Have some paper tubes to use up? Add “make pom pom ramps” to your list.
I don’t think I’m a hoarder until I see my paper tube collection. Then the jury is out because that pile just keeps growing. And the sad part is, I rarely use them. But I have them. Lots of them…
On a very rainy Saturday, I decided it was time to use the tubes. Well, some of them. The cutting began, the tape came out, and suddenly we had pom pom ramps: one seriously cool sensory bin.
Anyone else have a kid obsessed with pom pom balls?
What is it about pom pom balls? Toddlers are obsessed with them. Like little moths to a pom pom ball flame. If I even crinkle the pom pom ball bag, my kids come running.
I love a good pom pom ball moment: sensory bin, bath time, and just all around playing. Pom pom balls are the best.
But wait: you need this “trick” to make pom pom ramps.
I had the vision for this project but a lack of sleep and basic understanding of physics left me a little stumped on how to make the tubes hook to the sensory bin in just such a way that they made little ramps.
Good news is my husband, who is living on a little more sleep and a much stronger understanding of physics, said he’d help bring my vision to life.
Toddler activities really are a team effort round here.
The trick is to put the tape on the outside of the bin and pull it tight. Attach the tube to it and scrunch the side edges to get it snug.
I did cut some of the tubes in half length wise so the kids could see the pom poms racing down the ramp.
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- Pom pom balls
- 31 quart storage container
- Paper tubes
- Thick tape, like painter’s tape
And now, it’s pom pom party time.
It didn’t take more than a hot seconds for my kids to realize 1. something was up and 2. something was up and it was going to include pom pom balls.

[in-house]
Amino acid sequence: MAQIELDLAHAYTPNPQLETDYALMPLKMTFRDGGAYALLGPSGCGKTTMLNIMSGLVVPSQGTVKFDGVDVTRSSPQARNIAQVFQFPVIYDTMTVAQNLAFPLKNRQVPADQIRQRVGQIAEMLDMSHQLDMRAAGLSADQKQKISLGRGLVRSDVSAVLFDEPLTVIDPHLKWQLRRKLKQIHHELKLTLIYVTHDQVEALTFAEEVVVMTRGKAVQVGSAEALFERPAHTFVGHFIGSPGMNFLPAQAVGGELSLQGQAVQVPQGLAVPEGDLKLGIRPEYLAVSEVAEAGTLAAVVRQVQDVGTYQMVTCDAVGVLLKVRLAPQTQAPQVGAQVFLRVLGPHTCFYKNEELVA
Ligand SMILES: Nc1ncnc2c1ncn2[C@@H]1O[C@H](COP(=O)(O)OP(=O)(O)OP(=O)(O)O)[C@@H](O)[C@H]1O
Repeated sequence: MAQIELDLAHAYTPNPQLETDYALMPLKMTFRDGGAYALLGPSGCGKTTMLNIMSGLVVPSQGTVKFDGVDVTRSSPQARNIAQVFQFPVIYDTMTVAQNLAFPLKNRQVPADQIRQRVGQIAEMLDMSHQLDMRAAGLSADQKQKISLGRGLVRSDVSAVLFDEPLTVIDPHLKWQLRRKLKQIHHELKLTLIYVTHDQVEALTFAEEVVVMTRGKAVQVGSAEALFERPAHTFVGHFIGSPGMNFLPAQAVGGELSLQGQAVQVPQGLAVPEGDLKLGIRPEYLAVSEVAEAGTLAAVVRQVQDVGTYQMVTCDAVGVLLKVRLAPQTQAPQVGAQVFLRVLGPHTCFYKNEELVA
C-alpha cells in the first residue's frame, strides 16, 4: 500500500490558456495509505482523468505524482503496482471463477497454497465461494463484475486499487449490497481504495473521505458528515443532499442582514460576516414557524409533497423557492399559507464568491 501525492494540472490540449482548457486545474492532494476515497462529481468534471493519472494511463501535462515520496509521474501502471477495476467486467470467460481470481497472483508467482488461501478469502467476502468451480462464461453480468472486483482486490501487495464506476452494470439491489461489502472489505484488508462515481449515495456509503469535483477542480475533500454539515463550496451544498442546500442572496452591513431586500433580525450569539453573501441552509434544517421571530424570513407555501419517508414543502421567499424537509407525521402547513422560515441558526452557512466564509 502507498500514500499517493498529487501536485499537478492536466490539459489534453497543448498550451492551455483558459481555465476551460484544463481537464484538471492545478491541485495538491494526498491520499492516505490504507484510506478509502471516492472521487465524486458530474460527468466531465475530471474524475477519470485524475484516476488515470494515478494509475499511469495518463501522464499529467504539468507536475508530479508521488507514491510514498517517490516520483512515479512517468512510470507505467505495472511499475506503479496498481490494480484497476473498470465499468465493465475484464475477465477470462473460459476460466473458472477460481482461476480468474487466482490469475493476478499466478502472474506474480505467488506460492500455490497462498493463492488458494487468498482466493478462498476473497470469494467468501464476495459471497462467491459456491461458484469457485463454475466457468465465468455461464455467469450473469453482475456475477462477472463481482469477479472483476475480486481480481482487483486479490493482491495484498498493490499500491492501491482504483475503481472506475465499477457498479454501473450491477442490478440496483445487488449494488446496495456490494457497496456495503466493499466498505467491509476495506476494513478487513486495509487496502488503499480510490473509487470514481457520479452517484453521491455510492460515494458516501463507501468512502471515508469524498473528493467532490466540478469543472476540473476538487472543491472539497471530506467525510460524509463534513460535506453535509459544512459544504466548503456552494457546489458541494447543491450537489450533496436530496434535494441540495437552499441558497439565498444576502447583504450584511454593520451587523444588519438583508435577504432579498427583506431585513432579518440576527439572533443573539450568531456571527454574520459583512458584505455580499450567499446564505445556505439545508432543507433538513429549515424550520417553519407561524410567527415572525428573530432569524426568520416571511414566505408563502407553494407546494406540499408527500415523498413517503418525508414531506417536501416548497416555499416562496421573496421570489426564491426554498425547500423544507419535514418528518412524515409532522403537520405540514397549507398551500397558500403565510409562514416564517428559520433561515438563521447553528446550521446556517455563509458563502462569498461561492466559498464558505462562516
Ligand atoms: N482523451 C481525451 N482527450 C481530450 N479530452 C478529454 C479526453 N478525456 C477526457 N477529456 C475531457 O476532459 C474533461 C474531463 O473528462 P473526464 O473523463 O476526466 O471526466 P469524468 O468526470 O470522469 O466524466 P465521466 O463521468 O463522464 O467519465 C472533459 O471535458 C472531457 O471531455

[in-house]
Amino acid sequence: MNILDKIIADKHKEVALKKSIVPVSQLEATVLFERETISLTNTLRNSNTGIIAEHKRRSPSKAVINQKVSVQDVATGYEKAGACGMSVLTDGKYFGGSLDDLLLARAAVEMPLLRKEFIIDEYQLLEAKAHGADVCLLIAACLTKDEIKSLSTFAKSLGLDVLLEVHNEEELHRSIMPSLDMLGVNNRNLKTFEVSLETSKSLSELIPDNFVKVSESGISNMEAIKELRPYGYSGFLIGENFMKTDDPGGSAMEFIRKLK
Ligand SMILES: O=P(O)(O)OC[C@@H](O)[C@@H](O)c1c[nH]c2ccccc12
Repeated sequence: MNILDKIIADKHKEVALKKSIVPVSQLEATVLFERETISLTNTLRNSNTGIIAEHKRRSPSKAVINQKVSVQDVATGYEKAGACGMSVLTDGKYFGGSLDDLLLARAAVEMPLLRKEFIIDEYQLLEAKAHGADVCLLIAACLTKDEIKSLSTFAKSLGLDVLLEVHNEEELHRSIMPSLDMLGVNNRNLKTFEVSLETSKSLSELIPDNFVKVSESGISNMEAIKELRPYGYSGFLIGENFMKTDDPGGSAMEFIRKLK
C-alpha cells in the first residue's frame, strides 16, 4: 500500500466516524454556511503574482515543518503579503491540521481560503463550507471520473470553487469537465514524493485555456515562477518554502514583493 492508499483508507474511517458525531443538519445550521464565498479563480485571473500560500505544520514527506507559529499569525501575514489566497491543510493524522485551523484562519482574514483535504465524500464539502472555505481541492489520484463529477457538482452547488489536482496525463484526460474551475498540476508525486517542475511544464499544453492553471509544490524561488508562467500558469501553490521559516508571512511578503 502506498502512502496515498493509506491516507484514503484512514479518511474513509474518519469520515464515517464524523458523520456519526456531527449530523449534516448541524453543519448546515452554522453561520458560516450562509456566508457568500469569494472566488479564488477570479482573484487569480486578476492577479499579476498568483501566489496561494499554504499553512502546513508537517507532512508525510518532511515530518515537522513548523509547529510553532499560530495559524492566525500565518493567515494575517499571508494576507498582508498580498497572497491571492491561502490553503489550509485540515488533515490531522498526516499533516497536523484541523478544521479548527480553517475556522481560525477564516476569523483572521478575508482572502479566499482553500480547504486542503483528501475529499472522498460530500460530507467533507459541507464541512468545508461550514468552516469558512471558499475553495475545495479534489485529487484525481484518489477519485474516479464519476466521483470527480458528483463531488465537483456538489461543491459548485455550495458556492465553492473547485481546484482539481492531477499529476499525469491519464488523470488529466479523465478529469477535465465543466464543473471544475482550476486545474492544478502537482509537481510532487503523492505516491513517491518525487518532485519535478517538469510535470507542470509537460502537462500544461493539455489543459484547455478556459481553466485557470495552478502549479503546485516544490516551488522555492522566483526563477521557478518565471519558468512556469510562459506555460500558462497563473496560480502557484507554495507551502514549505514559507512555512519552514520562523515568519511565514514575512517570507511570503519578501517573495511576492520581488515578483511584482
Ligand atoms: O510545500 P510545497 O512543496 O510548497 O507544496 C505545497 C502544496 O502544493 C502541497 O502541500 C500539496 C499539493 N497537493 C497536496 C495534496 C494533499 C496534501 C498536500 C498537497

They were circling us to start this activity.
I dumped a giant bag of pom pom balls into the bin along with a few plastic bowls. I figured the kids could use them to “catch” the pom pom balls.
We did do a few “test runs” to check the size of the pom poms and make sure everyone would fit. A few of the giant ones were taken out by my 4 year old and deemed too big for ramp play.
Let the good times – and the pom poms – roll
The thing about an easy activity like this – it may look easy but it’s full of so much learning. My kids rolled, filled, experimented, and learned loads using this activity. Here’s a little of what they got from this:
- Cause and effect
- Problem solving
- Scooping skills
Like I said, it doesn’t have to be a complicated toddler activity to be an awesome toddler activity.
Pom pom ramps were with us for a while – about a week before we needed the bin for another activity and had to move on. But the good news is, I still have plenty of tubes in my collection to play this activity again.
Think you’ll make some pom pom ramps?
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